Costco’s holiday revenue expected to be better than most
Costco Wholesale Corp., one of Washington state’s largest retailers, is positioned to be among the few companies with the potential to enjoy a positive holiday shopping season, according to findings reported by Bloomberg.
The Issaquah-based super-merchant was among a wide number of other stores typically associated with high holiday sales, including Gap, Best Buy and Toys “R” Us, in a survey that asked 9,000 shoppers how much they intend to spend between now and Christmas and where they plan on spending it. Costco was the only retailer where people intended to spend more, possibly due to a wide range of product offerings that includes home décor and clothing – a one-stop selection that led Costco to sales of over $76 billion in 2010, an increase of 9 percent from 2009.
With shoppers here in Seattle and elsewhere around Puget Sound reportedly planning to spend an average of $824 during the 2011 holiday season, the survey went on to single out their intended purchases, with more people expected to shy away from the pricier electronic items that are typically big sellers between November and January.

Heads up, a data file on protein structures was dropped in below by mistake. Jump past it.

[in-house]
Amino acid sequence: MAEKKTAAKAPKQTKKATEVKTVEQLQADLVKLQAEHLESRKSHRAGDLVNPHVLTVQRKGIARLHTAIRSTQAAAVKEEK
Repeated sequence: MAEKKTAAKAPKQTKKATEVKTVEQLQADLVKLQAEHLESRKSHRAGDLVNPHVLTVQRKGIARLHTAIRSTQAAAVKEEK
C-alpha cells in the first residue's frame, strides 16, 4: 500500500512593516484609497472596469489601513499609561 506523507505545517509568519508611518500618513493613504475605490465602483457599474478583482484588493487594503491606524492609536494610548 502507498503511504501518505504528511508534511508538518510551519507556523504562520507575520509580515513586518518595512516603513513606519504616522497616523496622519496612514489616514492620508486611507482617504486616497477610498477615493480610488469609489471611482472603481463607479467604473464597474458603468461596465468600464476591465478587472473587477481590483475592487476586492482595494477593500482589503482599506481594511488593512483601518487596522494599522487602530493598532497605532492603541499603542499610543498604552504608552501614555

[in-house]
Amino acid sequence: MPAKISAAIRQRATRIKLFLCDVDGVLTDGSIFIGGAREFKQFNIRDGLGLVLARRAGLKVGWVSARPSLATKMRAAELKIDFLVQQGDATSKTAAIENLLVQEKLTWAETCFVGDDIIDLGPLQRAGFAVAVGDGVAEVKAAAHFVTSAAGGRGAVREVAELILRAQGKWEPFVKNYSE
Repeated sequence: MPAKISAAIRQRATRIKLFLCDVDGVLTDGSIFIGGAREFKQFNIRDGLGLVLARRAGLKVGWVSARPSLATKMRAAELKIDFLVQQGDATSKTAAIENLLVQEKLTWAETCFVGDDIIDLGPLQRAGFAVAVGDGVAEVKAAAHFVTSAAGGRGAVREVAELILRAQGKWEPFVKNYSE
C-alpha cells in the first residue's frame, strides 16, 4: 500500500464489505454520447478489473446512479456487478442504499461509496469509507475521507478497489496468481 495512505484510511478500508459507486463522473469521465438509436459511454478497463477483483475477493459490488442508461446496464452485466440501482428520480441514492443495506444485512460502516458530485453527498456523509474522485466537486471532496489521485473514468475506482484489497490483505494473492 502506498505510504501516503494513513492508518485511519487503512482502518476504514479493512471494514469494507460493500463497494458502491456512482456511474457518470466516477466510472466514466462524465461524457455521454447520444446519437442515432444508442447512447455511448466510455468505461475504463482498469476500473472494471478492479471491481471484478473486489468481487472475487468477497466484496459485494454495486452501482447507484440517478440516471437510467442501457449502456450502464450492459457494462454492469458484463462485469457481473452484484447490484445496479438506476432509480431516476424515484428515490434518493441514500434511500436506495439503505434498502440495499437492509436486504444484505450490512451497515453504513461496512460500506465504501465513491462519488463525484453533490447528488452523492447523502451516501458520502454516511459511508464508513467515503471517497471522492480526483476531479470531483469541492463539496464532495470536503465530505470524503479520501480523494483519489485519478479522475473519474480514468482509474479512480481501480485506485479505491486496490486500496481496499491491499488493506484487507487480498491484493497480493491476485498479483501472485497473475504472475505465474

Instead, 70 percent of shoppers plan on purchasing clothing and a whopping 92 percent have gift cards on their shopping list, according to Bloomberg.
Across the board, holiday spending is expected to be on the frugal side this year, with consumer confidence falling in October to the lowest point it’s been since March 2009, according to a report published by the Wall Street Journal online.
Consumer confidence is considered significant here in the United States because the related spending reportedly accounts for nearly 70 percent of domestic economic activity. Oddly enough, that confidence can be impacted despite an individual’s personal finances, with people psychologically affected by the “big-picture” that has seen fewer jobs and lower wages in most major metropolitans around the country – Seattle and Dallas being the rare exceptions (see Retail job growth takes a big leap in Seattle).